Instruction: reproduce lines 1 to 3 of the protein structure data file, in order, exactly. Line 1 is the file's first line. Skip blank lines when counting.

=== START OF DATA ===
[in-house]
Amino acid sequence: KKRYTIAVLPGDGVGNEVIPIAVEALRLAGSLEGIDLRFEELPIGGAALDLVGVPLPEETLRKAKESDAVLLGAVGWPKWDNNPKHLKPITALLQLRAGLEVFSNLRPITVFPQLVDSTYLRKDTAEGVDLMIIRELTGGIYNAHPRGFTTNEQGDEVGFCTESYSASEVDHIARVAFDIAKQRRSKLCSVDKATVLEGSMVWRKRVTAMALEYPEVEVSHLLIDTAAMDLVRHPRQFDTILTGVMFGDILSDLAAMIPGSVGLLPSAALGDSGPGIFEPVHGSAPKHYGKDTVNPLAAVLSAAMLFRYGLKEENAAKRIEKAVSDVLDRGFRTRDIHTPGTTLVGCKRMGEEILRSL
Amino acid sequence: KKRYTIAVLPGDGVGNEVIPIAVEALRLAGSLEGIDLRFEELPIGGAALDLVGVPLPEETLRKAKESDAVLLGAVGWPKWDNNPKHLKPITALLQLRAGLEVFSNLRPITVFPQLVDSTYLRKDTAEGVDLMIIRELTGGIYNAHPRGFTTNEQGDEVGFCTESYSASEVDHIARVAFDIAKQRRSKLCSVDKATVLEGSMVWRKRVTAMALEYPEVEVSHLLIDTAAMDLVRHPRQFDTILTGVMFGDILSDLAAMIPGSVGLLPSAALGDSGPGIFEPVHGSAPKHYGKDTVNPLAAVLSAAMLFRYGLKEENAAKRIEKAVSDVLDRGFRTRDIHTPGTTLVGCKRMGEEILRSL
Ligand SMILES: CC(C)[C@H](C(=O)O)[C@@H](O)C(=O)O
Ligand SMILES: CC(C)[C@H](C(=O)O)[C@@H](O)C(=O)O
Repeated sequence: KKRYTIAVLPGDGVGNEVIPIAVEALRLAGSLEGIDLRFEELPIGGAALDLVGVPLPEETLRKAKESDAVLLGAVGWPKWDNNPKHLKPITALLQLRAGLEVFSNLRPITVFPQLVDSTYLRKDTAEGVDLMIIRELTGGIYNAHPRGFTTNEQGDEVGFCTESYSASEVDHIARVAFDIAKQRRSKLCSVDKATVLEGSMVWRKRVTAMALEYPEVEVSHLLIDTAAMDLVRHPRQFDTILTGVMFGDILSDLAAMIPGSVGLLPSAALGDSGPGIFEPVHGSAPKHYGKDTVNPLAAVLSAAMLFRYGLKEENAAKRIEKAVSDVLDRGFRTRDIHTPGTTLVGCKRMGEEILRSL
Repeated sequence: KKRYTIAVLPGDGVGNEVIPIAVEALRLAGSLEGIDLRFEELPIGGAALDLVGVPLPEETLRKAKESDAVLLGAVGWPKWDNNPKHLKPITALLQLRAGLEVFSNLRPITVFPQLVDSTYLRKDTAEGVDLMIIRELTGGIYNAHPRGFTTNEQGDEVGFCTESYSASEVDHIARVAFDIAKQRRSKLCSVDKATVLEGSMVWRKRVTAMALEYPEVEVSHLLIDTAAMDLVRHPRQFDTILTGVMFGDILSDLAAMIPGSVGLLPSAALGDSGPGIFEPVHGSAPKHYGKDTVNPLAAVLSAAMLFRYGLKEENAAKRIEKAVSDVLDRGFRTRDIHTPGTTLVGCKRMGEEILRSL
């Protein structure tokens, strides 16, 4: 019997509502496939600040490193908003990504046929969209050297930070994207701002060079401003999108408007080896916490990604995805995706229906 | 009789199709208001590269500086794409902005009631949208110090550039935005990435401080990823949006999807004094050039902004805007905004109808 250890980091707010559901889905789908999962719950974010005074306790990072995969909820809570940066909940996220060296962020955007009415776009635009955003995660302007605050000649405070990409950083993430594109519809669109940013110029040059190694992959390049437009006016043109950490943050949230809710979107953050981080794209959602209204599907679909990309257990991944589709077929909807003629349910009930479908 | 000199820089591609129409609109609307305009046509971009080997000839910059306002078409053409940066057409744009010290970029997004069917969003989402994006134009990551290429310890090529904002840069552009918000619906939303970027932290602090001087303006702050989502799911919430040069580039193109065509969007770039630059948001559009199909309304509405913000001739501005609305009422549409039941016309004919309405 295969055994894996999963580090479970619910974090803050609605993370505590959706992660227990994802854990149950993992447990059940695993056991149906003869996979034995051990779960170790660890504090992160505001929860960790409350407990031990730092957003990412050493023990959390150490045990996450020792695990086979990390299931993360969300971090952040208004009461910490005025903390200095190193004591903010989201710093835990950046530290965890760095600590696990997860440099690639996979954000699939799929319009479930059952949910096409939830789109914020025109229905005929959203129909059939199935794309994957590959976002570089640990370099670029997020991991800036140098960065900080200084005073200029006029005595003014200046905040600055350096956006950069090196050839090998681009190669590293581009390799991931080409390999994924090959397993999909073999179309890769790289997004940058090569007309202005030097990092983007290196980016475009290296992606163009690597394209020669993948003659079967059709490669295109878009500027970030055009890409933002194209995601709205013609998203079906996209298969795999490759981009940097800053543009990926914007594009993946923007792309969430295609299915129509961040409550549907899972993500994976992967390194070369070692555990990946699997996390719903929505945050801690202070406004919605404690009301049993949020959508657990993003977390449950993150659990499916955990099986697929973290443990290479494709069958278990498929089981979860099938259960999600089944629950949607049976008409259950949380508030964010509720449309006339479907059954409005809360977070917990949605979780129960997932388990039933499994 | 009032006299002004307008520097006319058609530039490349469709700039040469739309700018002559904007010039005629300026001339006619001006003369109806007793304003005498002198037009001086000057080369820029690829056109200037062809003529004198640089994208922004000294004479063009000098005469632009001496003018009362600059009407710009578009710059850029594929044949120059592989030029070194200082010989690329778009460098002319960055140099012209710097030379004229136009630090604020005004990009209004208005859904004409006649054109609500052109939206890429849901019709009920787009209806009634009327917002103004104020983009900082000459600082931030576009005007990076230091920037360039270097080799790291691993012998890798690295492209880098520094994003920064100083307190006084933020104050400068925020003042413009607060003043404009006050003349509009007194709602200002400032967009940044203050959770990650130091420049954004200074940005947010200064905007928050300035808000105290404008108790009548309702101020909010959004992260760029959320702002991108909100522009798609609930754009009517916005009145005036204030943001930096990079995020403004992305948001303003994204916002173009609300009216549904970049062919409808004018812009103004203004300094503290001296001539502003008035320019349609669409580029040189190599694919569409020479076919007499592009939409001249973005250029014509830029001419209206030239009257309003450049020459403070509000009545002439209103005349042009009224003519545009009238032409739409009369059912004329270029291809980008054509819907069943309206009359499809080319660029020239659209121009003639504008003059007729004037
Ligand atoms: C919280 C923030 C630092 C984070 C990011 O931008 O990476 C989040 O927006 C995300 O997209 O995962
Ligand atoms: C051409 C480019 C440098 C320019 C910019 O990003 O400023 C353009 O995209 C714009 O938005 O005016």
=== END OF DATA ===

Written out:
[in-house]
Amino acid sequence: KKRYTIAVLPGDGVGNEVIPIAVEALRLAGSLEGIDLRFEELPIGGAALDLVGVPLPEETLRKAKESDAVLLGAVGWPKWDNNPKHLKPITALLQLRAGLEVFSNLRPITVFPQLVDSTYLRKDTAEGVDLMIIRELTGGIYNAHPRGFTTNEQGDEVGFCTESYSASEVDHIARVAFDIAKQRRSKLCSVDKATVLEGSMVWRKRVTAMALEYPEVEVSHLLIDTAAMDLVRHPRQFDTILTGVMFGDILSDLAAMIPGSVGLLPSAALGDSGPGIFEPVHGSAPKHYGKDTVNPLAAVLSAAMLFRYGLKEENAAKRIEKAVSDVLDRGFRTRDIHTPGTTLVGCKRMGEEILRSL
Amino acid sequence: KKRYTIAVLPGDGVGNEVIPIAVEALRLAGSLEGIDLRFEELPIGGAALDLVGVPLPEETLRKAKESDAVLLGAVGWPKWDNNPKHLKPITALLQLRAGLEVFSNLRPITVFPQLVDSTYLRKDTAEGVDLMIIRELTGGIYNAHPRGFTTNEQGDEVGFCTESYSASEVDHIARVAFDIAKQRRSKLCSVDKATVLEGSMVWRKRVTAMALEYPEVEVSHLLIDTAAMDLVRHPRQFDTILTGVMFGDILSDLAAMIPGSVGLLPSAALGDSGPGIFEPVHGSAPKHYGKDTVNPLAAVLSAAMLFRYGLKEENAAKRIEKAVSDVLDRGFRTRDIHTPGTTLVGCKRMGEEILRSL